6/12/2006

4 Ways to Traverse a Map

Usually I don't need to traverse a java.util.Map, which is meant to be looked up, not iterated through. I traverse a java.util.Map primarily for debugging purposem, to dump its content. In case you do need to, here are 4 ways I've tried, just as examples:

import static java.net.HttpURLConnection.*;
import java.util.*;

public class MapTest {
public static void main(String... args) {
traverseMap();
}

private static void traverseMap() {
Map<Integer, String> data = new HashMap<Integer, String>();
data.put(HTTP_OK, "HTTP_OK");
data.put(HTTP_FORBIDDEN, "HTTP_FORBIDDEN");
data.put(HTTP_NOT_FOUND, "HTTP_NOT_FOUND");

System.out.printf("%nUsing JDK 5 foreach and entry set:%n");
Set<Map.Entry<Integer, String>> entries = data.entrySet();
for(Map.Entry<Integer, String> entry : entries) {
Integer key = entry.getKey();
String value = entry.getValue();
System.out.printf("%s = %s%n", key, value);
}

System.out.printf("%nUsing Iterator<Map.Entry> and entry set:%n");
for(Iterator<Map.Entry<Integer, String>> it = entries.iterator(); it.hasNext();) {
Map.Entry<Integer, String> entry = it.next();
Integer key = entry.getKey();
String value = entry.getValue();
System.out.printf("%s = %s%n", key, value);
}

System.out.printf("%nUsing JDK 5 foreach and key set:%n");
for(Integer key : data.keySet()) {
String value = data.get(key);
System.out.printf("%s = %s%n", key, value);
}

System.out.printf("%nUsing traditional Iterator and key set%n");
for(Iterator<Integer> it = data.keySet().iterator(); it.hasNext();) {
Integer key = it.next();
String value = data.get(key);
System.out.printf("%s = %s%n", key, value);
}
}
}
You may have noticed I'm using primitive int numbers (200, 403, 404) as the map key. Thanks to auto-boxing in JDK 5, I can use primitive s and their wrapper types interchangeably. Another useful feature in JDK 5 used here is using static import to import all HTTP status constants from java.net.HttpURLConnection.

To compile and run the test:

$ javac MapTest.java
$ java MapTest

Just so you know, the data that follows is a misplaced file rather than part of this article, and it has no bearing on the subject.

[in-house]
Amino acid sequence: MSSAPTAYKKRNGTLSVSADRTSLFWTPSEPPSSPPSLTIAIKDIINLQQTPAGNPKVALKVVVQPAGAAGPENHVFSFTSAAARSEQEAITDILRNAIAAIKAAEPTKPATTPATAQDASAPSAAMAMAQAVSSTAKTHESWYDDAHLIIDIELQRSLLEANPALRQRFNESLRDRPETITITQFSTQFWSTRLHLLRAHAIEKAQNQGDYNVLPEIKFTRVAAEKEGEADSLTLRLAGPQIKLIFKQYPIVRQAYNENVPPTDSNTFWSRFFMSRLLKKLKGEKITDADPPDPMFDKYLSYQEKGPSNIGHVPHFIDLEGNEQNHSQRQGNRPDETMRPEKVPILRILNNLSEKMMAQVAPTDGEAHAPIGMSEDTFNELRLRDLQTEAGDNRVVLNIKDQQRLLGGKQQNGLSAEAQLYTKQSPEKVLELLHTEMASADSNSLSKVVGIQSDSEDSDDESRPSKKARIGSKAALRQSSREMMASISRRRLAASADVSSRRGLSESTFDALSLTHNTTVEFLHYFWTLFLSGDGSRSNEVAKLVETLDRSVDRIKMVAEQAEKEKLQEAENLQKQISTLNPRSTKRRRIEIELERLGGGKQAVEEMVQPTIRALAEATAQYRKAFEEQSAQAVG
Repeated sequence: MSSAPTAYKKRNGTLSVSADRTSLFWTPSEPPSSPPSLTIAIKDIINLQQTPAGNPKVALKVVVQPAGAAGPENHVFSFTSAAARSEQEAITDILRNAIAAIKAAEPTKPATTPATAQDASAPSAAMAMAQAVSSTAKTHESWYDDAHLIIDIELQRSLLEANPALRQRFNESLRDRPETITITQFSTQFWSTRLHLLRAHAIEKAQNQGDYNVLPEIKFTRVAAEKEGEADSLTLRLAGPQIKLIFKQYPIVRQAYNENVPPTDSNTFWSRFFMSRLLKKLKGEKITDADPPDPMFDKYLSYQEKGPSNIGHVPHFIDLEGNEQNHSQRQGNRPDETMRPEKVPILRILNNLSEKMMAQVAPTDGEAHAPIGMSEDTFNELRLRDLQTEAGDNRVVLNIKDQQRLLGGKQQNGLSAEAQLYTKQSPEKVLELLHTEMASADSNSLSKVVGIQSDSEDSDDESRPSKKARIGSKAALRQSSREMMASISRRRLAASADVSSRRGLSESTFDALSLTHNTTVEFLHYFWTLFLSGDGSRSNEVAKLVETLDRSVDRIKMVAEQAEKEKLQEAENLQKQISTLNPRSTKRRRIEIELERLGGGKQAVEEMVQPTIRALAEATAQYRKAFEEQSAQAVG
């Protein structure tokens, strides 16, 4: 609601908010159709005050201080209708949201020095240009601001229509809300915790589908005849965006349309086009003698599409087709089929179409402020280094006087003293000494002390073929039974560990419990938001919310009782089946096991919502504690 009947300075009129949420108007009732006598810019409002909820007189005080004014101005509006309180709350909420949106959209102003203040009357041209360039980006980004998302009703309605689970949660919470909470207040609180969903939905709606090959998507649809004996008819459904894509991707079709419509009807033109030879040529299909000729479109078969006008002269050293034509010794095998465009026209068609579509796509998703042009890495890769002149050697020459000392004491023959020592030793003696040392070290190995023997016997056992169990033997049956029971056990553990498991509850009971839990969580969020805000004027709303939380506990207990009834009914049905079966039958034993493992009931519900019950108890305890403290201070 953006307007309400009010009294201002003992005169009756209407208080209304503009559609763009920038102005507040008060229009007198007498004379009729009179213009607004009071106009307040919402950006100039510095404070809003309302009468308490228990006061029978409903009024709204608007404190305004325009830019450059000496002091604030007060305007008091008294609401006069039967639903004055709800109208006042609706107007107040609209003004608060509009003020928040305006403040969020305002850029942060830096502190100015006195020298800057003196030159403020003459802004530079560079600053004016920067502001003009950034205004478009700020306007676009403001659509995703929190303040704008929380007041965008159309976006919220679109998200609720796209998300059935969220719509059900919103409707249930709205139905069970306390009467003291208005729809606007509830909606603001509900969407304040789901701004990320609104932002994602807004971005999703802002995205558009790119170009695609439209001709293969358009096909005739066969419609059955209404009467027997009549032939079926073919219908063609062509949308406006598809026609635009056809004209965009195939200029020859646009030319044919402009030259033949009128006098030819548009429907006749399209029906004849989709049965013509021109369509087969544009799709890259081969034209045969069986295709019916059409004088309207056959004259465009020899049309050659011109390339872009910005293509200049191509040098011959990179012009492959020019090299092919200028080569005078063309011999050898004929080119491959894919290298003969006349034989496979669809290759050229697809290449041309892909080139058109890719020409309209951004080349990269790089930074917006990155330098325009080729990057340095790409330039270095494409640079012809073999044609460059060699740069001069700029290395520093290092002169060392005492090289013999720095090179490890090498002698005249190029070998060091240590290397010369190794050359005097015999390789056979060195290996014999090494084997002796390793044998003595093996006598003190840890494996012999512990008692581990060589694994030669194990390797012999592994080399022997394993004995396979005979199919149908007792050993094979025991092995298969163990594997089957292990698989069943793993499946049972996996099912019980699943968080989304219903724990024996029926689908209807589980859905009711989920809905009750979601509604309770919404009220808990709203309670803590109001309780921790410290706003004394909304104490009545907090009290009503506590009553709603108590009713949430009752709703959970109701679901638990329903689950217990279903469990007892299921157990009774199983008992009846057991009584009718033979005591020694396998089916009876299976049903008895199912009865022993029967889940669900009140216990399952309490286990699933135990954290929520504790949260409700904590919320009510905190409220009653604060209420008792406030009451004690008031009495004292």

Using JDK 5 foreach and entry set:
200 = HTTP_OK
403 = HTTP_FORBIDDEN
404 = HTTP_NOT_FOUND

Using Iterator<Map.Entry> and entry set:
200 = HTTP_OK
403 = HTTP_FORBIDDEN
404 = HTTP_NOT_FOUND

Using JDK 5 foreach and key set:
200 = HTTP_OK
403 = HTTP_FORBIDDEN
404 = HTTP_NOT_FOUND

Using traditional Iterator and key set
200 = HTTP_OK
403 = HTTP_FORBIDDEN
404 = HTTP_NOT_FOUND
There is some discussion on entrySet vs keySet in the comment section of a previous post: Unnecessary Cast in Map. Basically, using entry set is faster than using key set in traversing a Map. I also learned to use entrySet from there.

7 comments:

Ali Hammad Baig said...

nice tutorial .. helped me alot

Anonymous said...

this does not compile (in JDK 1.7)... a few errors. If you could look into it I'd love it.

javahowto said...

Updated code sample to include the complete test class and output, to use generics collection, and to use printf instead of println for better formatting.

Matthew Doucette said...

Sorry I pasted the wrote code fix... but looks like you fixed it anyway. I meant the map.entry needed to be capitalized into Map.Entry. You can remove that bad comment from me.

I'll sign this one this time with my real name!

javahowto said...

Thanks for spotting this. I guess what happened was, I forgot to escape < and > around Map.Entry, and blogger treated them as an html element and made them all lowercase.

Anonymous said...

Awesome one !

Anna said...

Great and Useful Article.

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